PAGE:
The Pakistan Bar Council (PBC) on Friday rejected the reported approval of new rules to rein in social media and curtail freedom of expression by the government without any consultation with relevant stakeholders.
The PBC Vice Chairman, Abid Saqi, said that the federal cabinet in its meeting on February 12 reportedly approved a new set of proposals that seek to unabashedly gag the media and curtail freedom of expression and digital rights of the citizens online.
"PBC is extremely concerned that the Citizen of Protection (against online harm) rules, 2020, reportedly approved by the cabinet to tighten and control social media in the country in secretive manner without any consultation with the stakeholders including the legal fraternity, media community and other civil rights group," he said.
Saqi said that the PBC rejected the draconian regulations aimed at severally hampering social media platforms where over 60 million Pakistani digital citizens express their constitutional rights to freedom of expression under Article 19 and right to information under Article 19-A.
The PBC urged the parliament and the political parties to reject and resist the draconian new measures; otherwise the enforced silence of Pakistani people would also extend to the people's representatives sitting in the parliament, the media as well as the bar and the bench.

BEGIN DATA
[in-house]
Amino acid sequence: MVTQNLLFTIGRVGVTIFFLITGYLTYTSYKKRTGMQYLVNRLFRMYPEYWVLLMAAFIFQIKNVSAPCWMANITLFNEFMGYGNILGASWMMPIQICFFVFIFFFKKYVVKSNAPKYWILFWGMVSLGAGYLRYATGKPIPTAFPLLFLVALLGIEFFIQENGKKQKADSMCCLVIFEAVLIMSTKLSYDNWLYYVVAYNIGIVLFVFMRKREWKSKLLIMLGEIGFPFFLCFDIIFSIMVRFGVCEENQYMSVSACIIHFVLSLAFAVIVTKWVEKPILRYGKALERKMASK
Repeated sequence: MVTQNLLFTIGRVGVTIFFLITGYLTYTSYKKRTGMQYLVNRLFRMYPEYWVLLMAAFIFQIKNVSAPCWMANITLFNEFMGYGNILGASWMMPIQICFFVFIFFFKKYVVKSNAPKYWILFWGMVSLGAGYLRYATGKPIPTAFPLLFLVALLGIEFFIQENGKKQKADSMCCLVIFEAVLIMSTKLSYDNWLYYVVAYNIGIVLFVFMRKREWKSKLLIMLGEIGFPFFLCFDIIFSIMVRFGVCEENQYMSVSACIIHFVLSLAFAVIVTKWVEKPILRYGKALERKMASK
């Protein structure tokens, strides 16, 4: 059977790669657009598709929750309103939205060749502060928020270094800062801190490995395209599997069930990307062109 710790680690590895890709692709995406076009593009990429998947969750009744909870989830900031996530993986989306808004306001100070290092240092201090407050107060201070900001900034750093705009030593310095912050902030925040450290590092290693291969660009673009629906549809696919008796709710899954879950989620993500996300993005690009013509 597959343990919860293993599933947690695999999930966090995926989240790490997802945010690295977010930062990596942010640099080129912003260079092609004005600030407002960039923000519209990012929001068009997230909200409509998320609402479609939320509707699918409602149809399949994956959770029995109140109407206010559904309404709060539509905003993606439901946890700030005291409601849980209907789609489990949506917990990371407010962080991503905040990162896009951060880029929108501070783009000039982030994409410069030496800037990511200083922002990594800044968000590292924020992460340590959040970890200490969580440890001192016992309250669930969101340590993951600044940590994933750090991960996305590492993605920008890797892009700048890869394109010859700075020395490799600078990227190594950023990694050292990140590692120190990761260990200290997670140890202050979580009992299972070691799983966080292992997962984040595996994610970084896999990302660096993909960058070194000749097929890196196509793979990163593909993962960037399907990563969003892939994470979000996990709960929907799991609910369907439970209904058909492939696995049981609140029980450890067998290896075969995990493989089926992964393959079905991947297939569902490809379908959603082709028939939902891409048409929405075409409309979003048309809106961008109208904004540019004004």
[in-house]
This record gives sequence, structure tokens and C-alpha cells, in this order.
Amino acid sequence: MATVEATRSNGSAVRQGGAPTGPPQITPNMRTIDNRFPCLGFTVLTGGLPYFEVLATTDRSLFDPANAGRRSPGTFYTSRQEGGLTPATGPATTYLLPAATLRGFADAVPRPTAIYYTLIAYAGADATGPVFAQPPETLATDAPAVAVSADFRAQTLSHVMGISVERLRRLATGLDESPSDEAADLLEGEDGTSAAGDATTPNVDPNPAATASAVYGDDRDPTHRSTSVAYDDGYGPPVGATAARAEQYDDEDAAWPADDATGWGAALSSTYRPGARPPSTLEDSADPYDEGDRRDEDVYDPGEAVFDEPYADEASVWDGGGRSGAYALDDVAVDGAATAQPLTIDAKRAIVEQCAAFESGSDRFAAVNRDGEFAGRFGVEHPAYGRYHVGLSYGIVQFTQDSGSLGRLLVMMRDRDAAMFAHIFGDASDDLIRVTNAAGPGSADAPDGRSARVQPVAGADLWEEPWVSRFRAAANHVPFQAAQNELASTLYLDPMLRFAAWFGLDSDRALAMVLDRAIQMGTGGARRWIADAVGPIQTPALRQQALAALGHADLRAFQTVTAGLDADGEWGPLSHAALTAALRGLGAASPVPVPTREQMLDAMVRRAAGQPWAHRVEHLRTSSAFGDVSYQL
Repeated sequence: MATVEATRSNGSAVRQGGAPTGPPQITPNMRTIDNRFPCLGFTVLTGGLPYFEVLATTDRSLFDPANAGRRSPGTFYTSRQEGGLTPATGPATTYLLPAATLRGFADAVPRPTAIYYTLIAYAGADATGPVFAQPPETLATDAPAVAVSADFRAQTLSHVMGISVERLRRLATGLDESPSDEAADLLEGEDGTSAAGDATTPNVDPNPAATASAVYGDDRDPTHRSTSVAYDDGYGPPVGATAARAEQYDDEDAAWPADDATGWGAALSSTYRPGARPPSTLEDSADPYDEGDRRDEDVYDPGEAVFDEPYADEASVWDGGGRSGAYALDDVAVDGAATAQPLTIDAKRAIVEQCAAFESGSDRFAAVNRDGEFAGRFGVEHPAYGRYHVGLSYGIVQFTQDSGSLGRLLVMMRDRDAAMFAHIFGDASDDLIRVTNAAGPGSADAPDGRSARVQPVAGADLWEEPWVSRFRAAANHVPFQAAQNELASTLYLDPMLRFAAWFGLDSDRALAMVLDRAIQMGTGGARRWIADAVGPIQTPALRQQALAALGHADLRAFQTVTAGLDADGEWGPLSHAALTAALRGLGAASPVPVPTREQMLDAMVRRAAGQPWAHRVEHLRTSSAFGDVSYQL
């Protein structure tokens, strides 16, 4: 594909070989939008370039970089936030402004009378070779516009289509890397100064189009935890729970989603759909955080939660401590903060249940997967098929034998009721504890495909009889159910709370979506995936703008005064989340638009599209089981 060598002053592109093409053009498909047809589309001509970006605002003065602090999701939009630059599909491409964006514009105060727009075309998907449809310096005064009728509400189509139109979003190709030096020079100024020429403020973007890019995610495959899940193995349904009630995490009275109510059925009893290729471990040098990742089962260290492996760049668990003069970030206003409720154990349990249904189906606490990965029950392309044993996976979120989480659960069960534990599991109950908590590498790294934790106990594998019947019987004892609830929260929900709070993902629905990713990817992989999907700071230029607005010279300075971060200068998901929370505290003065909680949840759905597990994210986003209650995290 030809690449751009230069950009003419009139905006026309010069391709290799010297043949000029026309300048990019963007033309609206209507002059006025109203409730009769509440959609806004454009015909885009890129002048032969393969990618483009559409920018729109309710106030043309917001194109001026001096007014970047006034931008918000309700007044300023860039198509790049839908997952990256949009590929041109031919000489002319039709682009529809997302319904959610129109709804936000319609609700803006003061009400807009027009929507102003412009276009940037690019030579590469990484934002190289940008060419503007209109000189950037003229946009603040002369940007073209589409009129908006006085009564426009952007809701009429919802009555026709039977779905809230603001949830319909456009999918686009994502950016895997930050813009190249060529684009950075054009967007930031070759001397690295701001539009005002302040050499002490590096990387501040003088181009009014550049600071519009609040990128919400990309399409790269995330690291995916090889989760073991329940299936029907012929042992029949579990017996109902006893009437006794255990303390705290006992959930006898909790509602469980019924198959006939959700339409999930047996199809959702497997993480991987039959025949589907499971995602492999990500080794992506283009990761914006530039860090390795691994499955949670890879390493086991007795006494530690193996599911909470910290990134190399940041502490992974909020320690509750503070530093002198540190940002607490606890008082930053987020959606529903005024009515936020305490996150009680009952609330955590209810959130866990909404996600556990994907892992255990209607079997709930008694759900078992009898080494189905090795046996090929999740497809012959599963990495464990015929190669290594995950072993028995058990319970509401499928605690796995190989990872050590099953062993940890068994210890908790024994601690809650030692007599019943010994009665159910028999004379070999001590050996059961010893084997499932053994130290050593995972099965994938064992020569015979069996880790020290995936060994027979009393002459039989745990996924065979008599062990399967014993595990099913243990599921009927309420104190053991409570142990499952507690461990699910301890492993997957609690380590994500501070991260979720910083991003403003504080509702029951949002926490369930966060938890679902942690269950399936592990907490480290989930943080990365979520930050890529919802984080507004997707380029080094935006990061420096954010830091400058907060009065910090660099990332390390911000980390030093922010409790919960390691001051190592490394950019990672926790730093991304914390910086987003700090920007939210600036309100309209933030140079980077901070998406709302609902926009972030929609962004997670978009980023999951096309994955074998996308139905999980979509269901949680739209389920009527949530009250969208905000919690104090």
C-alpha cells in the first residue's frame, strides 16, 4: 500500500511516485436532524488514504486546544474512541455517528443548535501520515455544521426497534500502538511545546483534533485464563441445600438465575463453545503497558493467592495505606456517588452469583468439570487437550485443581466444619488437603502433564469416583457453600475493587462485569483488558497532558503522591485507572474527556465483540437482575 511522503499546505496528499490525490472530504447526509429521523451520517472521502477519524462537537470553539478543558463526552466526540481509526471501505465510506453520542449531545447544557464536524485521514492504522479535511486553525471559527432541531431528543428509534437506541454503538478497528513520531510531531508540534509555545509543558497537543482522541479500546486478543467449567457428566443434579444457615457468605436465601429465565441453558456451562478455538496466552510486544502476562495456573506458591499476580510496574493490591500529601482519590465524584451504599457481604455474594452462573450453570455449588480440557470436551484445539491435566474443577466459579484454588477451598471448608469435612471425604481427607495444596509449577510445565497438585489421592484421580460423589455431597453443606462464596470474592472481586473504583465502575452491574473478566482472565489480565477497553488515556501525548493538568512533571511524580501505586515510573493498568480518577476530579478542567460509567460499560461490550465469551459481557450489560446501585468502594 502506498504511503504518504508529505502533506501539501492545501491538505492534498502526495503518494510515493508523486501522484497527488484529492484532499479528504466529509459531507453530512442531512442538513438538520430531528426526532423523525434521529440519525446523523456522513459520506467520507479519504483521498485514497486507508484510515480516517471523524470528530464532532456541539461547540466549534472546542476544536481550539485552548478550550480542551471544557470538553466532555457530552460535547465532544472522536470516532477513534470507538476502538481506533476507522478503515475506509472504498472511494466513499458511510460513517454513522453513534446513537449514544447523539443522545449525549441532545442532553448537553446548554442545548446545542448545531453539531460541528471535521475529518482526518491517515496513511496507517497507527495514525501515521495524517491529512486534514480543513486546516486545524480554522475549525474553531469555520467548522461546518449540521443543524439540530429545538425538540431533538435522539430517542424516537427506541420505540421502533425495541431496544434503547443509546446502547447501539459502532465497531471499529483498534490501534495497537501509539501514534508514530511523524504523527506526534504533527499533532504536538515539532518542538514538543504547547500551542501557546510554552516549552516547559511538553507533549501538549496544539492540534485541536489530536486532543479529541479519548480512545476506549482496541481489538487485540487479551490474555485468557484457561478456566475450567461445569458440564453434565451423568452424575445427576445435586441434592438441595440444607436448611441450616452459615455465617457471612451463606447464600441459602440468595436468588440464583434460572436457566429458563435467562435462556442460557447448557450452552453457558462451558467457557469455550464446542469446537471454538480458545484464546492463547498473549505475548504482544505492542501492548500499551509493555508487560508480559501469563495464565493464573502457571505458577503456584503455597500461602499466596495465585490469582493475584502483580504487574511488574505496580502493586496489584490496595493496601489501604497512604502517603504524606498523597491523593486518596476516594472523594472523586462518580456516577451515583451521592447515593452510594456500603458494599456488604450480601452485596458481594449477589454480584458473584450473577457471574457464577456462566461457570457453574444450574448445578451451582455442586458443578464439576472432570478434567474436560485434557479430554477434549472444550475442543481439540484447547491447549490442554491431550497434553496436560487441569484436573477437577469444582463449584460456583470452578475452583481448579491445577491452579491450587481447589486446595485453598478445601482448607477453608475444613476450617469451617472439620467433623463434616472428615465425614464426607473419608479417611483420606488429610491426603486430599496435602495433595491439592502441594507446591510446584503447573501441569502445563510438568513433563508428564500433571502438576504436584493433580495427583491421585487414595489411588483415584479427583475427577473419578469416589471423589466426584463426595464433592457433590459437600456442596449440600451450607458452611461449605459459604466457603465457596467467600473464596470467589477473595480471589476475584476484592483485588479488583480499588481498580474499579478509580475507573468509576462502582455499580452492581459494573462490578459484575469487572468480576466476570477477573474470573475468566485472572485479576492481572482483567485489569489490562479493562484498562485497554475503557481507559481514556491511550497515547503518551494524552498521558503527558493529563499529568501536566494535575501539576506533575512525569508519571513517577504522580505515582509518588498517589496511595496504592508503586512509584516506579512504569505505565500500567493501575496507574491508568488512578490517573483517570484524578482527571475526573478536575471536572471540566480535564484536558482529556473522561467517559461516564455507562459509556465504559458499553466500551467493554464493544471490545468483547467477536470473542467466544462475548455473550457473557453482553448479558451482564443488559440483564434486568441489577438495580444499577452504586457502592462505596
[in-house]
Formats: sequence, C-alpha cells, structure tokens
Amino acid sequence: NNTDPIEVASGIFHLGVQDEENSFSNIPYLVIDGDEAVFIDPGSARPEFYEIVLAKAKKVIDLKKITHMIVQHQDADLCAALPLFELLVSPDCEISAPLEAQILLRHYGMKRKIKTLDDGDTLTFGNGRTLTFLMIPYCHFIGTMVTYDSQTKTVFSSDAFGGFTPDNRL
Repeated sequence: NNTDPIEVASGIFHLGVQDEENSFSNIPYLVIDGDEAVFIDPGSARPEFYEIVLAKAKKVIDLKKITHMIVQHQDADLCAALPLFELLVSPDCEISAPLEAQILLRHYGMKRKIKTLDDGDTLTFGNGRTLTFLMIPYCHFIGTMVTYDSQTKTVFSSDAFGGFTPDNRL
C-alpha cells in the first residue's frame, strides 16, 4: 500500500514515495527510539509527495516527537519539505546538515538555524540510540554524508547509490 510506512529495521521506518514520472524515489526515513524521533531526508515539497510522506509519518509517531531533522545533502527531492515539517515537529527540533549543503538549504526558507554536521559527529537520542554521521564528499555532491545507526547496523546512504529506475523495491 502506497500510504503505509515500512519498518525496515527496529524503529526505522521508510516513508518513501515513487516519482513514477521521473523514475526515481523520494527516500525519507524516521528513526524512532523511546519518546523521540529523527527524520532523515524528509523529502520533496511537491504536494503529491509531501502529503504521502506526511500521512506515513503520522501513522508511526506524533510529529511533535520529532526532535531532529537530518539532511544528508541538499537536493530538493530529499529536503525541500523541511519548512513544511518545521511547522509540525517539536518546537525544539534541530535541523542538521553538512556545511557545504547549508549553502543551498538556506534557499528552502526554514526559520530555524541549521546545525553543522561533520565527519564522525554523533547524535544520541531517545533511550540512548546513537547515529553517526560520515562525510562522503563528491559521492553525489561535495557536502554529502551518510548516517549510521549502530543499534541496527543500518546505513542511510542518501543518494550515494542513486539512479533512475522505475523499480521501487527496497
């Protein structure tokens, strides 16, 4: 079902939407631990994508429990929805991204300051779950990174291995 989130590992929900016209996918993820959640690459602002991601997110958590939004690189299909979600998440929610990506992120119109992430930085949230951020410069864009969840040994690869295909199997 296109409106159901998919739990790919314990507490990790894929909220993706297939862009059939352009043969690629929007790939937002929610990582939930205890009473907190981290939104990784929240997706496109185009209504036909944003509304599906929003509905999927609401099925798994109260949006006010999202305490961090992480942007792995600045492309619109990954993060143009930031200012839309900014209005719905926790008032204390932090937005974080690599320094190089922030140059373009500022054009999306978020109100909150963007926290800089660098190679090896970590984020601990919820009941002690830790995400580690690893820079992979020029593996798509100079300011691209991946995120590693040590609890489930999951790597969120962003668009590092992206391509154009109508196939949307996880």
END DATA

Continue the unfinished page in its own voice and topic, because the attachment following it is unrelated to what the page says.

Saqi said that the PBC believed that the reported rules, prima facia, sought to curb online free speech, invade privacy of citizens and restrict their access to information, and hence were not only in conflict with the spirit of articles 14, 19 and 19A of the Constitution of Pakistan but were also against the principles of International Covenant on Civil and Political Rights (ICCPR).
The PBC is of the view that the scope of the rules goes way beyond the confines of the parent legislation, i.e., the Pakistan Telecommunication (Re-organization) Act, 1996 (XVII of 1996), or the PTA Act and Prevention of Electronic Crimes Act (PECA), 2016 (XL of 2016), he said.
Saqi said, "Vague definitions, the representative nature of the mechanism of the proposed office of the national coordinator and arbitrariness in its proposed decision-making process, as provided by the rules without any statutory backing, reflect the real malicious intent of the government behind this action."
The PBC is extremely concerned that just like the PECA law, which was trumpeted as a law to prevent electronic crimes but is actually being used to curb free expression online, the rule also clearly aim at providing more state control on online content and communication of social media users in Pakistan instead of protecting citizens against online harm, he said.